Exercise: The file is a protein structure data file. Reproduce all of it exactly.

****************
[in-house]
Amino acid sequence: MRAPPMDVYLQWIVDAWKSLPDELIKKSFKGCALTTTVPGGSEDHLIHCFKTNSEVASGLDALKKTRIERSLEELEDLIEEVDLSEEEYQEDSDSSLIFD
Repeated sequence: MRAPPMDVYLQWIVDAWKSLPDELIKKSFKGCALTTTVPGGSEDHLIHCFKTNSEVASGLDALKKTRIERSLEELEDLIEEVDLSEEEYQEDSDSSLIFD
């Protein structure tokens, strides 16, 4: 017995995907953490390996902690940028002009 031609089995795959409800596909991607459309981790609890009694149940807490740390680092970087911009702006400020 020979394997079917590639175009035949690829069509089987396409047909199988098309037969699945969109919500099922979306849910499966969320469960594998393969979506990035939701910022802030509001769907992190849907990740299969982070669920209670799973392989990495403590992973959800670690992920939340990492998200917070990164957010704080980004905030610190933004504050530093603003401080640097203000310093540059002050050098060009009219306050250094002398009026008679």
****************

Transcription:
[in-house]
Amino acid sequence: MRAPPMDVYLQWIVDAWKSLPDELIKKSFKGCALTTTVPGGSEDHLIHCFKTNSEVASGLDALKKTRIERSLEELEDLIEEVDLSEEEYQEDSDSSLIFD
Repeated sequence: MRAPPMDVYLQWIVDAWKSLPDELIKKSFKGCALTTTVPGGSEDHLIHCFKTNSEVASGLDALKKTRIERSLEELEDLIEEVDLSEEEYQEDSDSSLIFD
């Protein structure tokens, strides 16, 4: 017995995907953490390996902690940028002009 031609089995795959409800596909991607459309981790609890009694149940807490740390680092970087911009702006400020 020979394997079917590639175009035949690829069509089987396409047909199988098309037969699945969109919500099922979306849910499966969320469960594998393969979506990035939701910022802030509001769907992190849907990740299969982070669920209670799973392989990495403590992973959800670690992920939340990492998200917070990164957010704080980004905030610190933004504050530093603003401080640097203000310093540059002050050098060009009219306050250094002398009026008679």